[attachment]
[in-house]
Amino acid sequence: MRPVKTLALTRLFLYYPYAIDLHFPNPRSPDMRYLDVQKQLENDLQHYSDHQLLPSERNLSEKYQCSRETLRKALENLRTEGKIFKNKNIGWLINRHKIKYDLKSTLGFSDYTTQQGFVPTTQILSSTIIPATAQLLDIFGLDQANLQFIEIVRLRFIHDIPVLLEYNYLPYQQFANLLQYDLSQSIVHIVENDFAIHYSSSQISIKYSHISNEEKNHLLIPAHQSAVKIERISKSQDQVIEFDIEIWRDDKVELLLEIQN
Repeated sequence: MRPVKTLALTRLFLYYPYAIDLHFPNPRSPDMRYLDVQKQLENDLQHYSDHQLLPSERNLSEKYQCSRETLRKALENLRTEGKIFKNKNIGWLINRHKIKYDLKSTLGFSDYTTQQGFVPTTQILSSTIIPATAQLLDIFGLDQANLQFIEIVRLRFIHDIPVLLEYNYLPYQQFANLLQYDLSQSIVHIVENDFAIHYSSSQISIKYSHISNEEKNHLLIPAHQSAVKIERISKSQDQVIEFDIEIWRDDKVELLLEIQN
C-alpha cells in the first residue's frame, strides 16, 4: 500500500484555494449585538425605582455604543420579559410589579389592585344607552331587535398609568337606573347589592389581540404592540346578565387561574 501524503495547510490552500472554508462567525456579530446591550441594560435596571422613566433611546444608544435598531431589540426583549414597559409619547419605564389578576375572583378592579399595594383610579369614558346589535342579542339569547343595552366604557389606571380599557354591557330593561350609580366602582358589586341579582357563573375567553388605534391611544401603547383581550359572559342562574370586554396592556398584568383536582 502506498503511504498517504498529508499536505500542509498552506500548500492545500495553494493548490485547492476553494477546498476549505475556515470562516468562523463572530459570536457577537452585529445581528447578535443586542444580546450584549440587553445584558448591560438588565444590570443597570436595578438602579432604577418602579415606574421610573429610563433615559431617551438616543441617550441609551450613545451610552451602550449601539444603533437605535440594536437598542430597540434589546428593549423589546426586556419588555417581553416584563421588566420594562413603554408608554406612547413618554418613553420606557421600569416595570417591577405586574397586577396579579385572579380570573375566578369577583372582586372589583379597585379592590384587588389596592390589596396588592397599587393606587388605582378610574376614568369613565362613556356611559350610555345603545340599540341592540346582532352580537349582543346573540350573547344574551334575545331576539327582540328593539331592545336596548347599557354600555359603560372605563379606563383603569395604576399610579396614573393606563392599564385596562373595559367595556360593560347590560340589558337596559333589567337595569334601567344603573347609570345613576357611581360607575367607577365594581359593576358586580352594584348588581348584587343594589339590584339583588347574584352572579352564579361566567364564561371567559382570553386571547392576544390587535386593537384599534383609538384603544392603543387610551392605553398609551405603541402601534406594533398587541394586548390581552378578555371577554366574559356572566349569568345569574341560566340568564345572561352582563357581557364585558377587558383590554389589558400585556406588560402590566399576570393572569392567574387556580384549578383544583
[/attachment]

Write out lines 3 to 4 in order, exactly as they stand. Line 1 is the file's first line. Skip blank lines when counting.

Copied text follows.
Repeated sequence: MRPVKTLALTRLFLYYPYAIDLHFPNPRSPDMRYLDVQKQLENDLQHYSDHQLLPSERNLSEKYQCSRETLRKALENLRTEGKIFKNKNIGWLINRHKIKYDLKSTLGFSDYTTQQGFVPTTQILSSTIIPATAQLLDIFGLDQANLQFIEIVRLRFIHDIPVLLEYNYLPYQQFANLLQYDLSQSIVHIVENDFAIHYSSSQISIKYSHISNEEKNHLLIPAHQSAVKIERISKSQDQVIEFDIEIWRDDKVELLLEIQN
C-alpha cells in the first residue's frame, strides 16, 4: 500500500484555494449585538425605582455604543420579559410589579389592585344607552331587535398609568337606573347589592389581540404592540346578565387561574 501524503495547510490552500472554508462567525456579530446591550441594560435596571422613566433611546444608544435598531431589540426583549414597559409619547419605564389578576375572583378592579399595594383610579369614558346589535342579542339569547343595552366604557389606571380599557354591557330593561350609580366602582358589586341579582357563573375567553388605534391611544401603547383581550359572559342562574370586554396592556398584568383536582 502506498503511504498517504498529508499536505500542509498552506500548500492545500495553494493548490485547492476553494477546498476549505475556515470562516468562523463572530459570536457577537452585529445581528447578535443586542444580546450584549440587553445584558448591560438588565444590570443597570436595578438602579432604577418602579415606574421610573429610563433615559431617551438616543441617550441609551450613545451610552451602550449601539444603533437605535440594536437598542430597540434589546428593549423589546426586556419588555417581553416584563421588566420594562413603554408608554406612547413618554418613553420606557421600569416595570417591577405586574397586577396579579385572579380570573375566578369577583372582586372589583379597585379592590384587588389596592390589596396588592397599587393606587388605582378610574376614568369613565362613556356611559350610555345603545340599540341592540346582532352580537349582543346573540350573547344574551334575545331576539327582540328593539331592545336596548347599557354600555359603560372605563379606563383603569395604576399610579396614573393606563392599564385596562373595559367595556360593560347590560340589558337596559333589567337595569334601567344603573347609570345613576357611581360607575367607577365594581359593576358586580352594584348588581348584587343594589339590584339583588347574584352572579352564579361566567364564561371567559382570553386571547392576544390587535386593537384599534383609538384603544392603543387610551392605553398609551405603541402601534406594533398587541394586548390581552378578555371577554366574559356572566349569568345569574341560566340568564345572561352582563357581557364585558377587558383590554389589558400585556406588560402590566399576570393572569392567574387556580384549578383544583